There’s a bit of a surprise in the visitors line up too, with neither Alexander Sorloth or Yussuf Poulsen starting. Justin Kluivert is given the nod, with Nagelsmann perhaps thinking his pace will trouble Bayern’s high defensive line.

— Boost for both sides

After a loss to Cologne last time out, Borussia Dortmund have spurned the chance to put the pressure on Bayern and Leipzig. Lucien Favre’s men could only manage a 1-1 draw away at Eintracht Frankfurt, with Gio Reyna’s sweet second half strike leveling it after Daichi Kamada had given the hosts an early lead. Elsewhere, Arminia Bielefeld picked up a huge 2-1 win over Mainz while the points were shared between Cologne and Wolfsburg and Borussia Mönchengladbach and Freiburg. Both those finished 2-2.

— Battle of the bosses

Have Bayern dropped off a bit of late? Probably, but they’re still top of the table and cruised through their Champions League group. Julian Nagelsmann said the champions have the best squad in the league and have improved under Hansi Flick but believes there’s a chink in the armor.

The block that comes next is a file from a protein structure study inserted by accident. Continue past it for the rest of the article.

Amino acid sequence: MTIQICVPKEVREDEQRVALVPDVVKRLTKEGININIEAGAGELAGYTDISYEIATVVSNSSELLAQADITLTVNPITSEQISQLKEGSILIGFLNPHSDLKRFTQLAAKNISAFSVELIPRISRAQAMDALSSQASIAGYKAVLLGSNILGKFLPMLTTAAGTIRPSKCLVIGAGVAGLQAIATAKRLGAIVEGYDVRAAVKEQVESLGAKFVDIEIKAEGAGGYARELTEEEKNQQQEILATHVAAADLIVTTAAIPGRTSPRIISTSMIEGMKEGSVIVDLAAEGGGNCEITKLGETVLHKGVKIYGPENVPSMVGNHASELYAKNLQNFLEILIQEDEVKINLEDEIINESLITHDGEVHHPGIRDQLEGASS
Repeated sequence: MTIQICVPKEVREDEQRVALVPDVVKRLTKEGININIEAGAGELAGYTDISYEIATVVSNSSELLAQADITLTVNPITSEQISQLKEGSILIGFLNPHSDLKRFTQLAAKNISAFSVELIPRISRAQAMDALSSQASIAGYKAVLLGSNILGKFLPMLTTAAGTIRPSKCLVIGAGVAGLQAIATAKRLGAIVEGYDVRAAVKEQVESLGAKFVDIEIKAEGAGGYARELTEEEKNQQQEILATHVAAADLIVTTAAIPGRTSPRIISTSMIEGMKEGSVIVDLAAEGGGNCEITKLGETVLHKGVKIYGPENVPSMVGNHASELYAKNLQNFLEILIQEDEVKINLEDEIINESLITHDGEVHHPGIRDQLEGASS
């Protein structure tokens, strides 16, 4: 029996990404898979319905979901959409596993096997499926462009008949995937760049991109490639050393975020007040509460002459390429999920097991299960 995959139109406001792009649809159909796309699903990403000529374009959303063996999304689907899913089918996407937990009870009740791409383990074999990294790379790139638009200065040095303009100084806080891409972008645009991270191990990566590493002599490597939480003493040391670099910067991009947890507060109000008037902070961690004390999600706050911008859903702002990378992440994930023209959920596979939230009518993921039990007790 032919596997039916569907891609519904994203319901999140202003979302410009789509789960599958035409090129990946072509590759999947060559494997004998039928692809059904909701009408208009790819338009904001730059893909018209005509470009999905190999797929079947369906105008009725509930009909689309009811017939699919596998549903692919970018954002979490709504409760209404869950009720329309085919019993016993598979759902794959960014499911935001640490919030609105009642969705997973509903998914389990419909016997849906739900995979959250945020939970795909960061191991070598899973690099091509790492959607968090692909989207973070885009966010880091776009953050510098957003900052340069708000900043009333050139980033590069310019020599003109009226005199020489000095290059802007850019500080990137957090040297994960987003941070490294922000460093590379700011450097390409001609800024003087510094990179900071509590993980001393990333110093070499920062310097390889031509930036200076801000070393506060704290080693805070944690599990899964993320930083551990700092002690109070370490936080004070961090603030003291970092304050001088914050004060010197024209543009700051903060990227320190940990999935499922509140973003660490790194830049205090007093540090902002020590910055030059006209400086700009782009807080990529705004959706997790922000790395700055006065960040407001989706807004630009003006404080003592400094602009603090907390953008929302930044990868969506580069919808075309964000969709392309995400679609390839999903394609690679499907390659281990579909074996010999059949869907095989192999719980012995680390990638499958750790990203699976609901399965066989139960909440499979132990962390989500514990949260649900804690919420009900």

“Sometimes it looks as though they lose a bit of focus in certain situations, and seem a bit less sharp,” he said ahead of the game. “That’s a natural consequence of a long preseason and the busy schedule. But they’ll want to win at home. We’re prepared for that.”

The treble-winning Bayern coach did admit there’s been something of a drop off but expects his team of winners to demonstrate their mettle when it counts.

“First vs. second is always a special game. Champions prove themselves in these big games, so I’m expecting my team to show that they can play better than they have been doing in recent weeks.”

— Head to Head

As they have with every side in the division, Bayern have a strong record against Saturday’s visitors. The first time the sides met was as recently as December 2016, when a 3-0 win at the Allianz Arena meant Bayern pipped the newly-promoted side to the top of the table ahead of the winter break. They’d go on to win the title and capture the double over RB with a memorable 5-4 win in Leipzig, capped off by this Arjen Robben special.